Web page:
ROSENBLOOM, CARROLL (1907–1979), businessman and U.S. National Football League team owner who ran some of the game's most successful teams from the 1950s to the 1970s, a friend of celebrities and known for gambling on football and horses. He worked in his father's shirt company in Baltimore after attending the University of Pennsylvania, where he was a member of Jewish fraternity zbt. He was so successful he retired at 33. As World War ii began, he returned to business and manufactured material for military work uniforms. In 1953, nfl commissioner Bert Bell, his football coach at Penn, convinced him to organize a group to rescue a failing franchise and create the Baltimore Colts. Rosenbloom's initial personal cash investment for 51 percent ownership was $13,000. Five years later the Colts defeated the New York Giants 23–17 in the nfl championship, an overtime contest sometimes called "The Greatest Game Ever Played." The Colts repeated as nfl champions in 1959, and remained an elite team through the 1960s. The Colts went into Super Bowl iii in 1969 against the American Football League's New York Jets as heavy favorites, but were defeated in one of the greatest upsets in U.S. sports history when Joe Namath led the Jets to a 16–7 victory. Rosenbloom and fellow owners Art *Modell (Cleveland Browns), and Art Rooney (Pittsburgh Steelers) facilitated the nfl merger with the afl by moving to the newly created afc. The Colts won the first post-merger Super Bowl in 1971, and two years later Rosenbloom traded the Colts to Robert Irsay for the Los Angeles Rams, paying Rosenbloom a reported $3 million on the side to seal the deal. An active owner, Rosen-bloom made the Rams a successful team in the 1970s that won six consecutive division titles. Rosenbloom died in a mysterious drowning in 1979. His widow, Georgia, whom he had met at the Palm Beach home of presidential father and businessman Joseph P. Kennedy, became the Rams' majority owner. Rosenbloom, with business associates Morris Mac Schwebel and Lou Chesler, also acquired the film libraries of Warner Brothers and Twentieth Century Fox, major U.S. movie studios launched by Jews. The deals came under U.S. Securities and Exchange Commission scrutiny.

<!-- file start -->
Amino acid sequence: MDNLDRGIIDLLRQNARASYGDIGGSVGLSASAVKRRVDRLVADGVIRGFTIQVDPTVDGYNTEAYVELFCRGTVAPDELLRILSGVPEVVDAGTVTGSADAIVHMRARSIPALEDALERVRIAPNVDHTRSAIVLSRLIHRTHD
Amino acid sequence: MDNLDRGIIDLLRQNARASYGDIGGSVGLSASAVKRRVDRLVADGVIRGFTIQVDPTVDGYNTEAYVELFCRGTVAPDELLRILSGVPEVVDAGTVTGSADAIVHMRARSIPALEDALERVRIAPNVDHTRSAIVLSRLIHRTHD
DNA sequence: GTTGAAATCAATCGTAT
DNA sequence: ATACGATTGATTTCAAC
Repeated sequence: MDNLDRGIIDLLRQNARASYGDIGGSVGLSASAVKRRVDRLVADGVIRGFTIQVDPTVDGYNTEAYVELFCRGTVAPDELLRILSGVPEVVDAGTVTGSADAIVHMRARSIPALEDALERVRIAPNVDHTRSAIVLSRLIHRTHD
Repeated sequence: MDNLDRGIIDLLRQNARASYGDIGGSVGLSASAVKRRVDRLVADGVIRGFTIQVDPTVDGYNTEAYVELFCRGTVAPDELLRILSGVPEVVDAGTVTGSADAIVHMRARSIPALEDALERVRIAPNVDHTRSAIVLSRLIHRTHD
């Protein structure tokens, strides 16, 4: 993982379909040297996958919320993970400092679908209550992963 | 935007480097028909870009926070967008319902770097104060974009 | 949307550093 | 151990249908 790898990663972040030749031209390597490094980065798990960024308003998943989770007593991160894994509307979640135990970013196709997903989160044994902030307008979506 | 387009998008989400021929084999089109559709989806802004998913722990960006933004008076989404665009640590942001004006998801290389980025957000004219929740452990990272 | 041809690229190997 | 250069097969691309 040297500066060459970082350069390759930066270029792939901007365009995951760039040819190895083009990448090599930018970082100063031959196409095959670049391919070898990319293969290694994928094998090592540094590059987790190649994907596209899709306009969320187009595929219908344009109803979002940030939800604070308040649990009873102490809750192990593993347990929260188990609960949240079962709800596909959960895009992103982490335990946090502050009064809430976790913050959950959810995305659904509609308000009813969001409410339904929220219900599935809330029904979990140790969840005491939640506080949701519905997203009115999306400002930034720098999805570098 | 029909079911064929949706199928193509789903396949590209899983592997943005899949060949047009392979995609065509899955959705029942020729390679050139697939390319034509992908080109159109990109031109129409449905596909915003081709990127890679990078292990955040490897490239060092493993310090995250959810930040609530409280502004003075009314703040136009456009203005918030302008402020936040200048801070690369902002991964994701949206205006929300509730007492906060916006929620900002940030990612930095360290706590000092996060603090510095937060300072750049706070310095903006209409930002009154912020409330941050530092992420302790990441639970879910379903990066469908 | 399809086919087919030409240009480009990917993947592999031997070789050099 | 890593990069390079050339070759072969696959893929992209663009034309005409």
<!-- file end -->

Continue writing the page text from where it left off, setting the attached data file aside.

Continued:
[Alan D. Abbey (2nd ed.)]